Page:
The NHL expects an answer on realignment from the NHL Players’ Association by the end of this week. It remains to be seen what that answer will be, even though the league and the union have been working on the issue for three weeks and the league wants this settled so the schedule-makers can start on 2013-14.

    Columbus and Detroit would move to the East in the NHL's realignment proposal. (Getty)The snag: The NHL’s new proposal did not fix a key problem the NHLPA had with the initial proposal. The league just changed the look of it.

    Under the proposal passed by the NHL’s board of governors in December 2011, there would have been four conferences based on time zones – two with eight teams, two with seven teams. The top four teams in each conference would have made the

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  • Damien Brunner shooting to become latest overlooked European to make it big with the Red Wings

    DETROIT — Did you know Damien Brunner is one of the leading goal-scorers in the NHL? No? That’s OK. Until someone told him the other night, Brunner didn’t realize it himself.

    Henrik Zetterberg and Pavel Datsyuk welcome Damien Brunner (L-R) to Detroit. (USA Today)“I am?” he said.

    He is. He has 10 goals in 19 games for the Detroit Red Wings, tied for seventh in the league, four off the lead. But it has been a blur coming out of nowhere – Switzerland, specifically, where they play two games a week, maybe three, and ride a bus around a little country.

    “I have to be honest with you,” Brunner said with a laugh. “Since I got here, I feel like I have no time to study the stats because I’m always sleeping and recovering and eating. I know that I have 10, but I have no idea who’s leading the league right now.”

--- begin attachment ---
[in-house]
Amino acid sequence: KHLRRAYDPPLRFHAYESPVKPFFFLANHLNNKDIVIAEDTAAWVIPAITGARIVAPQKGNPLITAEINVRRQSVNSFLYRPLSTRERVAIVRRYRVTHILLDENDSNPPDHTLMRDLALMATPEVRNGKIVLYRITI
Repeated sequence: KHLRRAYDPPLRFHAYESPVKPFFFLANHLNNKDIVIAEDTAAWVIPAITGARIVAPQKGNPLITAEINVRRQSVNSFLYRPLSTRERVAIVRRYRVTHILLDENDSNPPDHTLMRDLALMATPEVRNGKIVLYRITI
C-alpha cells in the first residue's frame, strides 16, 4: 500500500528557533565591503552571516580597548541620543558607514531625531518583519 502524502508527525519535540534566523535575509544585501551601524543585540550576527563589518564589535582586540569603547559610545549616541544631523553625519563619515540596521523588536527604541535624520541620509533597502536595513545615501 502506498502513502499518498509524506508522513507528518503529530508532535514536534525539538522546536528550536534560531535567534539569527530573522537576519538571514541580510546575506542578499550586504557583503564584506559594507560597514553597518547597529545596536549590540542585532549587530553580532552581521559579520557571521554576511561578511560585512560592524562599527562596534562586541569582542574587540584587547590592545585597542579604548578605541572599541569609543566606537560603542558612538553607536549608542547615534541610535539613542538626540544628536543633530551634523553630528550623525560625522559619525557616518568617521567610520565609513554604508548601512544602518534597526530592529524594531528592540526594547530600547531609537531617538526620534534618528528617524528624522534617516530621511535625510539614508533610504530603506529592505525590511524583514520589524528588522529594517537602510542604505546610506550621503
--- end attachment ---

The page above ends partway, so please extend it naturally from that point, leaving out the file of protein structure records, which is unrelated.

Let’s look. Steven Stamkos entered Wednesday night in first place with 14 goals. No surprise. Next were James Neal and John Tavares with 13, Thomas Vanek and Patrick Marleau with 12, and James van Riemsdyk with 11.

    Then there were seven players with 10. All

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  • The ongoing evolution of Patrick Kane: Blackhawks superstar better on – and off – the ice

    CHICAGO — This much is true: Patrick Kane got sick of buddies texting him: “I hear you’re going to (fill in the blank).” He got tired of critics picking apart his play. And yes, he got embarrassed when more of his off-ice escapades ended up on Deadspin and the Chicago Blackhawks brass sat him down for a talk.

    Patrick Kane had points in 15 of 18 games as the Blackhawks got off to a flying start. (USA Today)“Anytime you hear different things – whether it’s trade rumors or people saying you’re not living up to your complete potential – you’re obviously going to get ticked off about that,” Kane said. “I feel I have a little bit of something to prove this year.”

    Kane has nine goals and 23 points in 18 games, eighth in the NHL scoring race. That’s a 41-goal, 104-point pace over a full 82-game schedule. While the Blackhawks have earned at least a point in each of their first 18 games, an NHL record, he has put up at least a point in 15.